The Wicomico Sheriff's Department has grown from 19 deputies to 78 deputies since Nelms first took office in 1984. There are an additional 33 staffers in the department, which has its own canine division, a criminal investigations division, police communications specialists, a D.A.R.E. program, a sheriff's school police resource program, and a licensing and gaming unit.
Those 78 deputies cover 368 square miles and a population of 83,000 people compared to Sussex County's 960 square miles and population of 140,000 during the winter and more than 250,000 during the summer.
"If I've learned any one thing in the years I've been sheriff since 1984, it's that law enforcement does not solve the drug problem," said Sheriff Nelms, a former police chief in Delmar. "That problem is going to have to be solved through education and rehabilitation. The very best that we can do is try to give the community a sense of safety in that you keep the problem off the streets, you try to keep the crime associated with drugs at a minimum. Another thing we have learned is that a majority of the crime in our community has drugs in its background."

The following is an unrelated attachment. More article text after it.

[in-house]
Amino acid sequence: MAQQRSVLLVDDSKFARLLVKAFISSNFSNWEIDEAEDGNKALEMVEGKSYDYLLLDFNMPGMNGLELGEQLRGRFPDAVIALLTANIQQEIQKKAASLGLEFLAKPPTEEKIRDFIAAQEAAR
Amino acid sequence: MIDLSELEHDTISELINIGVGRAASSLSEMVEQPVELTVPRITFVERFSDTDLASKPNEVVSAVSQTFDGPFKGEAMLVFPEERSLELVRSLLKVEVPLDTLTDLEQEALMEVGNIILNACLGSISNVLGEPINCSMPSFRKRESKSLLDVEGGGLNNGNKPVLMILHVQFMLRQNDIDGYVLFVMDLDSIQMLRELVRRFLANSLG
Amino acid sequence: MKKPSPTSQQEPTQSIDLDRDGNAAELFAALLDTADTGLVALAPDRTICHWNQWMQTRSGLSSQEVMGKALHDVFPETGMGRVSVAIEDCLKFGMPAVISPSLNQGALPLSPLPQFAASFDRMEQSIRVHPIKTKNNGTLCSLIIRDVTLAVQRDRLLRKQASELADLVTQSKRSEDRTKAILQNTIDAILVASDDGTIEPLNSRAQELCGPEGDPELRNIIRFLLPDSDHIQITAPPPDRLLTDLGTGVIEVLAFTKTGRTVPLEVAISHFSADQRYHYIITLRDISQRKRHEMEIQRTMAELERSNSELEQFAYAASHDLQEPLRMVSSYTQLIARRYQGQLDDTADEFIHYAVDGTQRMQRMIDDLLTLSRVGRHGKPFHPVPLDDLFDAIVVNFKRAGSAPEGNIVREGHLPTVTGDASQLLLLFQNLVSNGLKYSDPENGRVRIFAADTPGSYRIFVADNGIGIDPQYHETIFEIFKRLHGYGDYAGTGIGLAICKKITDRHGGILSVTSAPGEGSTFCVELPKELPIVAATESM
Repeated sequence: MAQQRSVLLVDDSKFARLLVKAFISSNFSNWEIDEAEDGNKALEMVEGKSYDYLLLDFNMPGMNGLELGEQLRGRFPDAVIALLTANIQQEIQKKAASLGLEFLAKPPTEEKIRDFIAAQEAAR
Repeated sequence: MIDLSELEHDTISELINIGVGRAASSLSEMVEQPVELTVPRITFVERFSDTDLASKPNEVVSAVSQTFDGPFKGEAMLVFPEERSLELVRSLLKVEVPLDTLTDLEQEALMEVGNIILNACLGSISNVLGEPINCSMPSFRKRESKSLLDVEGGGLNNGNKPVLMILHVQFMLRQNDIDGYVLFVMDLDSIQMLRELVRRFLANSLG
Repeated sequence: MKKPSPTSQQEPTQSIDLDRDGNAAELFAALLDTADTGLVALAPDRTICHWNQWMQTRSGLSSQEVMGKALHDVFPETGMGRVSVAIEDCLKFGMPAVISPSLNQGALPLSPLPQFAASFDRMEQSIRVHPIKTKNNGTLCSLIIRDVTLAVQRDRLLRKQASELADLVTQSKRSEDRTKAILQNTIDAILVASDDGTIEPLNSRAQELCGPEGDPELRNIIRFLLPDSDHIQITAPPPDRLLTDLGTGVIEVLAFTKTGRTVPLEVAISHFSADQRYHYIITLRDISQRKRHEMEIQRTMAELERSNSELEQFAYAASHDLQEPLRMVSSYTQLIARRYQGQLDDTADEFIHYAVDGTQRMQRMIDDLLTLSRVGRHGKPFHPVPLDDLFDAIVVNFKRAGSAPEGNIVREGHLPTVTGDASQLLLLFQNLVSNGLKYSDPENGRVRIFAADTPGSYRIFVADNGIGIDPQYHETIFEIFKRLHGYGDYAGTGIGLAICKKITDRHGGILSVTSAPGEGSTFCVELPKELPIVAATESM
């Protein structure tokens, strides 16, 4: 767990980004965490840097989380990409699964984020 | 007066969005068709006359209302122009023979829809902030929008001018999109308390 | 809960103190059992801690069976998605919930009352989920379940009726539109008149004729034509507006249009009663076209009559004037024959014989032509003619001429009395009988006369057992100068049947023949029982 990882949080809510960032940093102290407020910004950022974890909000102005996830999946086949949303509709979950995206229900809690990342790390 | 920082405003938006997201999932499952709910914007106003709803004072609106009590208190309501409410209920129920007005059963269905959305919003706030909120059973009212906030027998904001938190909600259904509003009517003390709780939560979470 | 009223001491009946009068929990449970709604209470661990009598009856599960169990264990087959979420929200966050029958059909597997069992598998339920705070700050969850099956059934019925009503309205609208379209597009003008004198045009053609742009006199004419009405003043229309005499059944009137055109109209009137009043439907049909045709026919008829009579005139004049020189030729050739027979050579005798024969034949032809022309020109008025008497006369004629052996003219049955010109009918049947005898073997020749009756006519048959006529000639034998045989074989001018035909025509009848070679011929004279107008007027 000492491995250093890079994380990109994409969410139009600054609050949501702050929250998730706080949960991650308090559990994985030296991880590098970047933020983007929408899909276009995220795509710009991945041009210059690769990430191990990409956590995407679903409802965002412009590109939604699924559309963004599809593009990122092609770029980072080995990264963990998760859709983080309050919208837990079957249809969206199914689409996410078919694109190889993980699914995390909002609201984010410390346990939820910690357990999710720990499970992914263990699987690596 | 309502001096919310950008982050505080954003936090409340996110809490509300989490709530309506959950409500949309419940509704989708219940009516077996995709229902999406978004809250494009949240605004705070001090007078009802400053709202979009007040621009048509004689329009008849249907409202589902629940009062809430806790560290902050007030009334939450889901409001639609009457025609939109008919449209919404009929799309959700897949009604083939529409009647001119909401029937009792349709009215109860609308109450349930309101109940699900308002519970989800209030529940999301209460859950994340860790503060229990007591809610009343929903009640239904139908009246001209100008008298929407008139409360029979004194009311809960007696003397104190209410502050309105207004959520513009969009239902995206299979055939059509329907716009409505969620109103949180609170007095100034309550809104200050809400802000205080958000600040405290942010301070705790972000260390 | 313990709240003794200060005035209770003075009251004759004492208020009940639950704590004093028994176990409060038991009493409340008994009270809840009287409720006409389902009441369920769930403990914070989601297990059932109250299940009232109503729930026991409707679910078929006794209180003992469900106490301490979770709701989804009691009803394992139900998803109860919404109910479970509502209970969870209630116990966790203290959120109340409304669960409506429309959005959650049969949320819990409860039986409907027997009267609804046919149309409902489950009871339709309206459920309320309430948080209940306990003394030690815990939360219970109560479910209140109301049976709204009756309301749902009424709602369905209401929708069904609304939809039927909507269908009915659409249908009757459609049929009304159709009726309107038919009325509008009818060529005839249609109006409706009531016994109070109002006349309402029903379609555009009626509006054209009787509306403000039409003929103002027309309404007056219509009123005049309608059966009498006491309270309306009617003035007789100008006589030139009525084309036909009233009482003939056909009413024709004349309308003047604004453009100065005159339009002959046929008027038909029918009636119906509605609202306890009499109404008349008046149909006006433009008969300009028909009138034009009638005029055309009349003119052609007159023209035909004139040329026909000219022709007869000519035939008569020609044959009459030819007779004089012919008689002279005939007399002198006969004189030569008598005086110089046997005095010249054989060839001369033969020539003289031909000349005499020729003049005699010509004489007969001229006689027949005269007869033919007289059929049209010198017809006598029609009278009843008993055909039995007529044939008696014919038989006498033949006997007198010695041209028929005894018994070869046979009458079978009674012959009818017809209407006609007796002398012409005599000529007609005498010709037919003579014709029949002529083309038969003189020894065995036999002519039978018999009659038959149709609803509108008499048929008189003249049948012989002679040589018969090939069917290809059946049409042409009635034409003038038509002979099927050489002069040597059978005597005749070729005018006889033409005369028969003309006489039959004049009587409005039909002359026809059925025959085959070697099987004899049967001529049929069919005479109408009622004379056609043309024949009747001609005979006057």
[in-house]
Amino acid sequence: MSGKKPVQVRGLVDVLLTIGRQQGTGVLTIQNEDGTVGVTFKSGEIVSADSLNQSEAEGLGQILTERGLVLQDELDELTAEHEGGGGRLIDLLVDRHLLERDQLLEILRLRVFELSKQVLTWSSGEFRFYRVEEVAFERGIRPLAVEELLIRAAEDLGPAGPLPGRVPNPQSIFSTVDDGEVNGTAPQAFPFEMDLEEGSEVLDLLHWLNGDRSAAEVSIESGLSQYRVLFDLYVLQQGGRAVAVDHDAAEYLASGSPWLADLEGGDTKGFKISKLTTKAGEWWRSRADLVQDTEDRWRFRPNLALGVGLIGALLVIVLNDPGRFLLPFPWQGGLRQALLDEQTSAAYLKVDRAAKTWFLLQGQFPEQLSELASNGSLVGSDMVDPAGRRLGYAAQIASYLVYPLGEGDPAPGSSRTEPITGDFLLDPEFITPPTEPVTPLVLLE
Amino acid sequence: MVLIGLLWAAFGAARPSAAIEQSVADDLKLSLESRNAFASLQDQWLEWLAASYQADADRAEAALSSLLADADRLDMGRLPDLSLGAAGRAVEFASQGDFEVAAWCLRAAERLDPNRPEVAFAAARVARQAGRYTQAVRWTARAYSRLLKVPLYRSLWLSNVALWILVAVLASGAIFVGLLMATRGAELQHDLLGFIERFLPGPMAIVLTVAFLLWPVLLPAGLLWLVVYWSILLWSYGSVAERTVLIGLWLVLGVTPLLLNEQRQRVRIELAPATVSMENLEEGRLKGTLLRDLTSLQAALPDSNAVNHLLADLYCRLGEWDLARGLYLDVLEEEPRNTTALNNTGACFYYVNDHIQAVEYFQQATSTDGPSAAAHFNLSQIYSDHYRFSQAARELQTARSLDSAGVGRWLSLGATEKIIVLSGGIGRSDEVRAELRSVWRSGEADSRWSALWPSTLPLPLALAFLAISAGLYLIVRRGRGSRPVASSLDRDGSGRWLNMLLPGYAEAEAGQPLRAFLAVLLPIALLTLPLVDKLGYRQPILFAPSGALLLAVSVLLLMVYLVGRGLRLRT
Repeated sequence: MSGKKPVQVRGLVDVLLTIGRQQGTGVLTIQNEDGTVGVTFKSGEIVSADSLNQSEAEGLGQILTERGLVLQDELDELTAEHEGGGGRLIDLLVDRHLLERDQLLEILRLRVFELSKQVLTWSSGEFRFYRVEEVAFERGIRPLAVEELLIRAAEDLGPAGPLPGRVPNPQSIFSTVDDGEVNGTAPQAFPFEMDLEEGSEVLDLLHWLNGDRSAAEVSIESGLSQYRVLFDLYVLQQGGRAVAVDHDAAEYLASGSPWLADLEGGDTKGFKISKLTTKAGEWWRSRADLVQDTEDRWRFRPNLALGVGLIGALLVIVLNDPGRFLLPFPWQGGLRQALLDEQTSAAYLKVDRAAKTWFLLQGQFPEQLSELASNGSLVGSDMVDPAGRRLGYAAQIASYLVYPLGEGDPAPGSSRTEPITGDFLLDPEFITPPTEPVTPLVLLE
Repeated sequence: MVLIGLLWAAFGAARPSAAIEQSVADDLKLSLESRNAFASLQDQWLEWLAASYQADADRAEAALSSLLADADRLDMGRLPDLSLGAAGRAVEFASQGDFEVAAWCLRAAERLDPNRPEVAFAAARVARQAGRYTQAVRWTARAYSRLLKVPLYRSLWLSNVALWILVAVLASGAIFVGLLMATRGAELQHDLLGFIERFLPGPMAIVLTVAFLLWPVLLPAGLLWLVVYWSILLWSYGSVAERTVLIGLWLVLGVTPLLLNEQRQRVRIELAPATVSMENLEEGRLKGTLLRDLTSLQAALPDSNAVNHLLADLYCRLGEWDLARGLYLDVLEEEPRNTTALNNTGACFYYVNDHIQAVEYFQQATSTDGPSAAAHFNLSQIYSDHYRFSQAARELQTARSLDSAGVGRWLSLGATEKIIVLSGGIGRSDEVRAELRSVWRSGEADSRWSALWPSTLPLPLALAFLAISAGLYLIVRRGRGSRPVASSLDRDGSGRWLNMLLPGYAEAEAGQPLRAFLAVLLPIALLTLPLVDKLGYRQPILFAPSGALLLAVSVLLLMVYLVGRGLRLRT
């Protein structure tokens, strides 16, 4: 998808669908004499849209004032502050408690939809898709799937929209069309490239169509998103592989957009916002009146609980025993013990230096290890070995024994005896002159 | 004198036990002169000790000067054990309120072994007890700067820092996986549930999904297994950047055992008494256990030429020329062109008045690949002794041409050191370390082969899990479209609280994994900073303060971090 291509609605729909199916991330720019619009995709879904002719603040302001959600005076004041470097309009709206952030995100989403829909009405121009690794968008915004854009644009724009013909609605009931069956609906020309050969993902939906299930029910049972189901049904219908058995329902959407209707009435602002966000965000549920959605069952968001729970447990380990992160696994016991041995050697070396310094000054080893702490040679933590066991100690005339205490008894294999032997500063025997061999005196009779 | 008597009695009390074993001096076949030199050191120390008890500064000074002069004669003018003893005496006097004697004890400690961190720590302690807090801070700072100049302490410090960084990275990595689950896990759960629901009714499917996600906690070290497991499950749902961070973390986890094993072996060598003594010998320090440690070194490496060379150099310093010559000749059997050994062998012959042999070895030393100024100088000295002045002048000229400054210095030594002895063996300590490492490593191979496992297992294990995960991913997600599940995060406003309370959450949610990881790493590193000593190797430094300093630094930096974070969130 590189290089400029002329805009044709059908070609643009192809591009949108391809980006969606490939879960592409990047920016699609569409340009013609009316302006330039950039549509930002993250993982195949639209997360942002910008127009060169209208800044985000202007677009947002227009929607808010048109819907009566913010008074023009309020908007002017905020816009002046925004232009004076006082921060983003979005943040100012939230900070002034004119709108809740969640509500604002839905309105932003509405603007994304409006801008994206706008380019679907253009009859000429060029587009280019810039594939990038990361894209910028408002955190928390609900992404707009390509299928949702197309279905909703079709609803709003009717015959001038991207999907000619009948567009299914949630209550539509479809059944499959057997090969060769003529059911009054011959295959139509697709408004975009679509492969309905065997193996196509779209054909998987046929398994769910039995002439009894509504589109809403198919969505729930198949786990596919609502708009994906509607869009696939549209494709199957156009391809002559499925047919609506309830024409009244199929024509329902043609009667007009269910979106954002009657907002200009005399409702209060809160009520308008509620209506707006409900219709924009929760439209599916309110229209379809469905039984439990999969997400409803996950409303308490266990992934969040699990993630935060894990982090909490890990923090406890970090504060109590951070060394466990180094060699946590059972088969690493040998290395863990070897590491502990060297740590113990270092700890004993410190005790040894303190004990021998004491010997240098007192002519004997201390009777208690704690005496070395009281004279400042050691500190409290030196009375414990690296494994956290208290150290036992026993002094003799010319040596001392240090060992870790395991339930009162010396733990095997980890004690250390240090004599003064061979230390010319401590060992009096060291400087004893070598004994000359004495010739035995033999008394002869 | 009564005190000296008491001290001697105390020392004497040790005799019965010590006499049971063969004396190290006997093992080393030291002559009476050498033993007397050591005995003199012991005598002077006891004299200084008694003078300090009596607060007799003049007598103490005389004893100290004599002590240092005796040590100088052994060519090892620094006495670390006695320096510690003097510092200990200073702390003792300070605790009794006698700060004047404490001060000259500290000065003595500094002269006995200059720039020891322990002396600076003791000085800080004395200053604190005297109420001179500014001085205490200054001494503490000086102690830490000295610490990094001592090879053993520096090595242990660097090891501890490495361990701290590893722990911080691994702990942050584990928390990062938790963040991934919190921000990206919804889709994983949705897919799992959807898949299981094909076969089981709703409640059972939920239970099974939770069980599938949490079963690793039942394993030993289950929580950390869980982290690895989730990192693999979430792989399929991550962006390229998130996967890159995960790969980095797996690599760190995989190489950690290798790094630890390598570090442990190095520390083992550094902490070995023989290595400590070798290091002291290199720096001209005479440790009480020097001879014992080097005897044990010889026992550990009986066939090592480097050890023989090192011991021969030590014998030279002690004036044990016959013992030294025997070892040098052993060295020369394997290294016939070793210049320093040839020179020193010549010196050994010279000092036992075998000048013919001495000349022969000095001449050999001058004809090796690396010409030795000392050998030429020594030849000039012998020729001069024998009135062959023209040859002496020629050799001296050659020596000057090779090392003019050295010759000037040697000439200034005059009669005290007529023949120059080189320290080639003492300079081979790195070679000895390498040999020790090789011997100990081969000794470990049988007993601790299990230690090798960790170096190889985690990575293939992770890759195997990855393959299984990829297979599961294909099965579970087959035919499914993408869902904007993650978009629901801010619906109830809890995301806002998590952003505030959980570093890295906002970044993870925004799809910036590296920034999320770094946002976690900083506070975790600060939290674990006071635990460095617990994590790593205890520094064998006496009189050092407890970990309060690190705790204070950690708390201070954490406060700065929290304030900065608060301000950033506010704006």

Best Solution to Drug Problem
State Sen. George H. Bunting Jr. of Bethany Beach promised during the November 2000 election to do something about the drug problem eating away at some of the communities in his 20th Senatorial District. And he kept his word during the Sussex County Council meeting on Tuesday, Jan. 30, 2001.
In fact, his request that the county pay for 20 additional state troopers to fight drugs in the county struck nerves not only with councilmen who don't believe the county should be responsible for paying for state troopers, but also with Sussex County Sheriff Robert Reed, who quickly put together a proposal for a 32-deputy county police force when he learned of Sen. Bunting's plans.
Sheriff Reed has been battling state and county officials over the Constitutional powers of his office for nearly two years now, and with this proposal we now know that his vision has been to establish a county police force despite his claims that he had no such intentions or desires.
Sheriff Reed went way beyond Sen. Bunting's request for drug enforcement officers by proposing a department for whom drug enforcement would be one of only three priorities, the others being community policing and traffic enforcement.
We don't think the county needs more traffic enforcement given the constant presence of municipal and state police on our roads, but it does need community policing in the unincorporated areas, which would lend itself to drug enforcement activities.
Like Councilman Lynn Rogers, however, we are concerned about the sheriff's proposal on a couple of fronts.